Spring Parent/Teacher conferences took place at our school a few weeks ago. This can be a rich time of learning for everyone involved. At the end of our meeting time, parents often ask what they can do at home to support their child’s success. So what do the experts say? In her article, Montessori, Neuroscience and Parenting, Rebecca Janke says “one the best things parents can do at home is to focus on the mastery of the hands.” As parents become aware of everything they do with their hands, Janke suggests they ask themselves, “How can I involve my child with this task or provide a similar, simpler version?”
Many of Montessori’s Practical Life lessons such as learning to set a table, or washing, peeling and cutting vegetables are built off of this understanding. Parents can get so busy they forget to include the child in household routines. In some families, children might be barred from the kitchen during meal preparation, or set up with a television show or toys while their parents tend to the laundry or watering the plants.
But how beautiful the simplicity is of including children in what we already do! How very low-tech, low-cost and wonderfully engaging our times with young children can be when we allow them to work alongside us, at their own pace. When we remember that for them, the exercise is about building themselves, (rather than getting the job done in the least amount of time), we are supporting specific developmental needs that are entirely different than our own adult priorities.
By engaging in hands-on activities, children learn responsibility, problem solving, independence and a positive sense of self-esteem born from real life mastery whether through gardening, washing the car, weeding the flower bed, composting, clipping the hedge, sweeping, dusting, threading a needle, word-processing, writing a list, grocery shopping, folding the laundry or even fixing a loose hinge. Janke cautions against simply assigning chores to a young child, however.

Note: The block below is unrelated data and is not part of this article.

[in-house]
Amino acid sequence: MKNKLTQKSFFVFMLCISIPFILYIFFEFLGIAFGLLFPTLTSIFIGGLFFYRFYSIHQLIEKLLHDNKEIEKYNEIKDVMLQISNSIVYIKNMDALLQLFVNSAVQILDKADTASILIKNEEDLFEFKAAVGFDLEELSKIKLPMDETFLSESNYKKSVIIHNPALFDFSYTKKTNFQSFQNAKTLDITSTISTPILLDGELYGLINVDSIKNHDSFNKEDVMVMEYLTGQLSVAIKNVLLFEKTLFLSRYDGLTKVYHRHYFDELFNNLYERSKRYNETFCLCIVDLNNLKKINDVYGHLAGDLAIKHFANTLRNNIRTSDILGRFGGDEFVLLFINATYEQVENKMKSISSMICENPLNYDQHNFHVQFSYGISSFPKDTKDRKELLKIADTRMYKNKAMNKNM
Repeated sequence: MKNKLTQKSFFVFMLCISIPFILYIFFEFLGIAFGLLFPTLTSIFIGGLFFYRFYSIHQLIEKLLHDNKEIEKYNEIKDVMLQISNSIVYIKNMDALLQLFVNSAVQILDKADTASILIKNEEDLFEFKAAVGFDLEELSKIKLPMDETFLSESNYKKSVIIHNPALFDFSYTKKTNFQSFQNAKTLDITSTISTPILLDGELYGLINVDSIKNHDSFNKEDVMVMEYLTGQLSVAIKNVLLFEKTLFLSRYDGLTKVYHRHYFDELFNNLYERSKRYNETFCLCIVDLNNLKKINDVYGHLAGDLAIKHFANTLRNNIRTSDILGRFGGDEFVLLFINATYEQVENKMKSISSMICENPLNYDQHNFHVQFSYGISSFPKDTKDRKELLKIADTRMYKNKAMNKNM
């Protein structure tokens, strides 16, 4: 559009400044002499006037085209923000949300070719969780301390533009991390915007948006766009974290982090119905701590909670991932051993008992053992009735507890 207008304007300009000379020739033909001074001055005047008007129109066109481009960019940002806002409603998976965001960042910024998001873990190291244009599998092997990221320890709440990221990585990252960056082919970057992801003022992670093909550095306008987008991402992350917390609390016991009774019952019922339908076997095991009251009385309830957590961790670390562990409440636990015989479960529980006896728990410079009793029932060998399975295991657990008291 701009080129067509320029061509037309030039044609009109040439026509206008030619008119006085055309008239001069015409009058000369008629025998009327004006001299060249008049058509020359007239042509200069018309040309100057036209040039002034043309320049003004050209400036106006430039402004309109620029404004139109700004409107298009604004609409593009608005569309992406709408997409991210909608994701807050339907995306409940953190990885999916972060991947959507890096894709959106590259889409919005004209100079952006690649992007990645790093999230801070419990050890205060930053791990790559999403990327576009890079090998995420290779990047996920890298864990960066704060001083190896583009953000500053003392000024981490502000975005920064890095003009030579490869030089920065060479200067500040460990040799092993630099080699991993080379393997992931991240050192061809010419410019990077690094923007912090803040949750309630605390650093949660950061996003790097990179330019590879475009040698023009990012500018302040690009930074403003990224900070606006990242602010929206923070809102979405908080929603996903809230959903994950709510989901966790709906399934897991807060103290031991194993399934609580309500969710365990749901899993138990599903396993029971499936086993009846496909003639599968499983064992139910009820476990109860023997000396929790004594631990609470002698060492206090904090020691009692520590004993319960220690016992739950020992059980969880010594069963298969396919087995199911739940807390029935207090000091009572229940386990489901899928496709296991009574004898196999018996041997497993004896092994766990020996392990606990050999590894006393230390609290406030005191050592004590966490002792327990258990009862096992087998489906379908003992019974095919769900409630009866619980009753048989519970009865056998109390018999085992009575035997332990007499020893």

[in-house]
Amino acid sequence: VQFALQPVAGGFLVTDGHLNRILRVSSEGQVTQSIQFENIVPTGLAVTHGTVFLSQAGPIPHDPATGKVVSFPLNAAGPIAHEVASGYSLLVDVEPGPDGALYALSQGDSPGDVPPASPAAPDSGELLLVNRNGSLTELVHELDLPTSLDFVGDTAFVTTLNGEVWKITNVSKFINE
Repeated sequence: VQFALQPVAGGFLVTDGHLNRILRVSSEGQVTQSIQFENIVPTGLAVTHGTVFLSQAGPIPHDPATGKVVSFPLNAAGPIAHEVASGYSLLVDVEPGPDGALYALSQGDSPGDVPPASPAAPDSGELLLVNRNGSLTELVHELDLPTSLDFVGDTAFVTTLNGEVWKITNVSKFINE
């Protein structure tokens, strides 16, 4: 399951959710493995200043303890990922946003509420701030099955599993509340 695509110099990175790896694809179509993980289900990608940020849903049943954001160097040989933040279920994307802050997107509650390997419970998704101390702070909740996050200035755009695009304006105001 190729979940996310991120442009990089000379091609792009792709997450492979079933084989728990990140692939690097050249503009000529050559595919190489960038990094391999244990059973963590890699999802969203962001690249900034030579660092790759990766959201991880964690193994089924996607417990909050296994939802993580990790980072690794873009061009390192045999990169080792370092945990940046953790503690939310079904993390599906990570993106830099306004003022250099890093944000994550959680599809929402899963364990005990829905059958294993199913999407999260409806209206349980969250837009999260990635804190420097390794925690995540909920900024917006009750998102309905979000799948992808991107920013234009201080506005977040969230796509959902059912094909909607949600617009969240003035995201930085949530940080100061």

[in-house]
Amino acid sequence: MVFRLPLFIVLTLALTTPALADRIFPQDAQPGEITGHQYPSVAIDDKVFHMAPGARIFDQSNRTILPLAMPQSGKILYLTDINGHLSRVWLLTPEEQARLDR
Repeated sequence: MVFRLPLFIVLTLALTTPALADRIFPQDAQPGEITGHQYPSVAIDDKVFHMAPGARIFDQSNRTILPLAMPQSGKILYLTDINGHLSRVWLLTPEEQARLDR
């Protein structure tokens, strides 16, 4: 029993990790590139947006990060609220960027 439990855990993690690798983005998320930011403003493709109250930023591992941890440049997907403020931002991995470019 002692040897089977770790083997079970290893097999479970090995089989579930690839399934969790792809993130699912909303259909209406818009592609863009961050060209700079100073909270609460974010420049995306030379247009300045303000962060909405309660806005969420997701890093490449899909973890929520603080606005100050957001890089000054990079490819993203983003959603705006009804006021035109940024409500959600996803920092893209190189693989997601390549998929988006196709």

The first part of Montessori lessons are designed to help the child set up a space to work, with everything they need. In the home environment, parents may need to prepare various child-sized tools or equipment needed to help the child get started. Working together with their parents, young children often beam with delight at being included in such important stuff! Does it take patience? Sure, it does. But understanding how critical these activities are to their child’s cognitive development encourages even the busiest parents to start with simple tasks together.
Tips if child loses interest
- The child is given incomplete or unclear directions
- The child cannot find or reach what they need
- The adult rushes the child through a task
- The adult comments on the child’s progress or work
- The adult takes over the project when the child makes a mistake
With patience and time, the child has the opportunity to build new neural pathways and blossom in the flowering of accomplishment. Maria Montessori’s pioneering work in linking cognitive development in the brain to the work of the hand is a message for parents as much as for teachers. Her interest in the brain led her to the Orthophrenic School in Rome. In her book The Pedagogical Anthropology, she wrote about her studies of the human brain and her theories on the nature of child development.
Rebecca Janke guesses that if Dr. Montessori were alive today, she would be working alongside neuroscientists or even have become one herself so she could expand her studies on the inner workings of how humans learn. It’s inspiring for parents and teachers to know that modern research confirms that those simple lessons found in Montessori classrooms and homes offer the best opportunities to optimize the child’s natural developmental process.
To read Rebecca Janke’s complete article, go to: http://jola-montessori.com/article/montessori-neuroscience-and-parenting/.